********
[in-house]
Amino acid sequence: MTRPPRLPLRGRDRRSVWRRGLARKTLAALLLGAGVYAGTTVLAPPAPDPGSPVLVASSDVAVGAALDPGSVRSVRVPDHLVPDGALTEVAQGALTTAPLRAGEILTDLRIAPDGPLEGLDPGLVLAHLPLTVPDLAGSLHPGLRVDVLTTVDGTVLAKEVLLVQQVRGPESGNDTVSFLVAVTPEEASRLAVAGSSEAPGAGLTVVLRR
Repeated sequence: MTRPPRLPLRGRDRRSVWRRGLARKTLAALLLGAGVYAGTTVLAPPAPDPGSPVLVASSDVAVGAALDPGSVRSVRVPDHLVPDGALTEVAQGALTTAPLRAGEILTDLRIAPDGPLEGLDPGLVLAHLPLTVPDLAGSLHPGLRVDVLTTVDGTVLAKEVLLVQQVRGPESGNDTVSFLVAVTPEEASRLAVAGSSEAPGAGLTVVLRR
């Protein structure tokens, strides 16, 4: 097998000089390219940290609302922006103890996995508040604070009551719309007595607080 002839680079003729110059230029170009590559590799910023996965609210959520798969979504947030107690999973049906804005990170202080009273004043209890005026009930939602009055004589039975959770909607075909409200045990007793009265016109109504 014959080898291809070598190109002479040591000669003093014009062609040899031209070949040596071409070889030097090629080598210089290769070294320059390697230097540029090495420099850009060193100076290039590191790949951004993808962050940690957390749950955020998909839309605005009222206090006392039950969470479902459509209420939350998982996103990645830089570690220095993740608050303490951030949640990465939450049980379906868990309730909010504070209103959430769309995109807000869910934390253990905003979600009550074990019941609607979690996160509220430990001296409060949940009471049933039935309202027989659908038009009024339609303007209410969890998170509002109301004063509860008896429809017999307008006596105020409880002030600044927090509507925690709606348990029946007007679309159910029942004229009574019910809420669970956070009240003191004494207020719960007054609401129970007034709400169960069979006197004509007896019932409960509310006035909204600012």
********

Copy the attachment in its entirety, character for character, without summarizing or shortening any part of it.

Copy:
[in-house]
Amino acid sequence: MTRPPRLPLRGRDRRSVWRRGLARKTLAALLLGAGVYAGTTVLAPPAPDPGSPVLVASSDVAVGAALDPGSVRSVRVPDHLVPDGALTEVAQGALTTAPLRAGEILTDLRIAPDGPLEGLDPGLVLAHLPLTVPDLAGSLHPGLRVDVLTTVDGTVLAKEVLLVQQVRGPESGNDTVSFLVAVTPEEASRLAVAGSSEAPGAGLTVVLRR
Repeated sequence: MTRPPRLPLRGRDRRSVWRRGLARKTLAALLLGAGVYAGTTVLAPPAPDPGSPVLVASSDVAVGAALDPGSVRSVRVPDHLVPDGALTEVAQGALTTAPLRAGEILTDLRIAPDGPLEGLDPGLVLAHLPLTVPDLAGSLHPGLRVDVLTTVDGTVLAKEVLLVQQVRGPESGNDTVSFLVAVTPEEASRLAVAGSSEAPGAGLTVVLRR
């Protein structure tokens, strides 16, 4: 097998000089390219940290609302922006103890996995508040604070009551719309007595607080 002839680079003729110059230029170009590559590799910023996965609210959520798969979504947030107690999973049906804005990170202080009273004043209890005026009930939602009055004589039975959770909607075909409200045990007793009265016109109504 014959080898291809070598190109002479040591000669003093014009062609040899031209070949040596071409070889030097090629080598210089290769070294320059390697230097540029090495420099850009060193100076290039590191790949951004993808962050940690957390749950955020998909839309605005009222206090006392039950969470479902459509209420939350998982996103990645830089570690220095993740608050303490951030949640990465939450049980379906868990309730909010504070209103959430769309995109807000869910934390253990905003979600009550074990019941609607979690996160509220430990001296409060949940009471049933039935309202027989659908038009009024339609303007209410969890998170509002109301004063509860008896429809017999307008006596105020409880002030600044927090509507925690709606348990029946007007679309159910029942004229009574019910809420669970956070009240003191004494207020719960007054609401129970007034709400169960069979006197004509007896019932409960509310006035909204600012």